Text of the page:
Lila Miller, D.V.M., Sr. Director, Animal Sciences ASPCA
Sanitation in the Animal Shelter
Whenever there is an outbreak of disease in the shelter, it is tempting to call the veterinarian to begin immediately reassessing programs of vaccination and disease testing. However, one of the first things the veterinarian and management should evaluate is the cleaning procedure. Poor sanitation is frequently overlooked as one of the main contributing factors to the spread of disease. It is not enough to perform a cursory study that establishes that bleach is being used or that the shelter is cleaned every day. Staff should be observed mixing and applying disinfectants and cleaning cages to make certain it is being done properly whenever an outbreak occurs.
It is virtually impossible to kill all disease causing agents in a shelter. Some organisms are highly resistant to disinfectants, and some areas of poorly designed shelters may be inaccessible or too porous to effectively disinfect. Disease causing spores may be caught up in the ventilation system or residing in carpeted areas of administrative offices. Attention must be paid to all the elements that may cause a sanitation protocol to fail. Detection of these problems enables management to devise methods of proper cleaning and disinfecting that offset the shelter’s shortcomings. It cannot be stressed enough how important it is to at least reduce the number of organisms in the facility.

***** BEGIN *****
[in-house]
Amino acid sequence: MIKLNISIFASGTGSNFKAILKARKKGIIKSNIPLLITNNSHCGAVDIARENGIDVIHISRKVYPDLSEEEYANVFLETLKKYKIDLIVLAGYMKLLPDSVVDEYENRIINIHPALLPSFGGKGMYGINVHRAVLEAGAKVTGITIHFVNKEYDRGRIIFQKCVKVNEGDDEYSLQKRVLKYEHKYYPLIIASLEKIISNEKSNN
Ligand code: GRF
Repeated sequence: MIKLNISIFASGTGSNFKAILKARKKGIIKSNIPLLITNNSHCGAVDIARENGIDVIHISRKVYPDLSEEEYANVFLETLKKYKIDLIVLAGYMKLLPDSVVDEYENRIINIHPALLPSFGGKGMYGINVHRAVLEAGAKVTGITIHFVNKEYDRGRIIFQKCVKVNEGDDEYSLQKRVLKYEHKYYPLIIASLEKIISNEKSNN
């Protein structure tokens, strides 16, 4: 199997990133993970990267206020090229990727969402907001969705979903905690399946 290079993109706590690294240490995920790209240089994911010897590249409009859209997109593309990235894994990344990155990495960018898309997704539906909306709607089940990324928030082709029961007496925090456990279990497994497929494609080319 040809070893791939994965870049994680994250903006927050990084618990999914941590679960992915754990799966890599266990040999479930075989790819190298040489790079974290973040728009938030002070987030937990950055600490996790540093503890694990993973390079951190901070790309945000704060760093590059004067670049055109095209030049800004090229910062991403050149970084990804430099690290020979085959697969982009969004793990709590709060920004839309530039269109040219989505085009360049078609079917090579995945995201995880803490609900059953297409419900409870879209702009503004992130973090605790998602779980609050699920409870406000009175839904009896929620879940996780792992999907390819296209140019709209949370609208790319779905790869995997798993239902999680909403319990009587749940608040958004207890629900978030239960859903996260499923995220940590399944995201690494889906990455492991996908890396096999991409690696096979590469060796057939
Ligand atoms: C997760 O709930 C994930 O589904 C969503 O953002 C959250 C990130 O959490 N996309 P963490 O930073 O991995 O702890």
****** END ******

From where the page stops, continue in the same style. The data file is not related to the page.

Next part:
In shelters where staffing shortages or overcrowding occurs, it is tempting to take short cuts when cleaning. This should be avoided. Either more staff should be employed, fewer animals taken in (in shelters that have control over admissions) or more time devoted to cleaning. If staff is cleaning multiple areas, they should clean in areas with healthy animals first, and sick or otherwise unadoptable animals last. The use of disposable gloves, gowns or aprons and footbaths outside each room is advised especially whenever there is a disease problem. Overcrowding makes cleaning much more difficult, yet even more critical to perform properly. At the very least, as a general rule, animals should be kept in the same cage whenever possible.
It should be borne in mind that cleaning and disinfecting are two different procedures. Cleaning must precede disinfecting in order for disinfecting to be effective. Cleaning involves the removal of dirt and organic debris, but does not actually kill disease-causing organisms. Disinfecting kills the organisms, but is only effective if the surface is clean and the appropriate disinfectant that will kill the specific disease organism is properly applied. Fortunately for shelters, in most cases it is not necessary to identify the specific disease-causing agent for sanitizing purposes because disinfectants like bleach will kill most organisms (proper identification of the disease may be necessary for effective treatment and other preventative measures such as vaccination).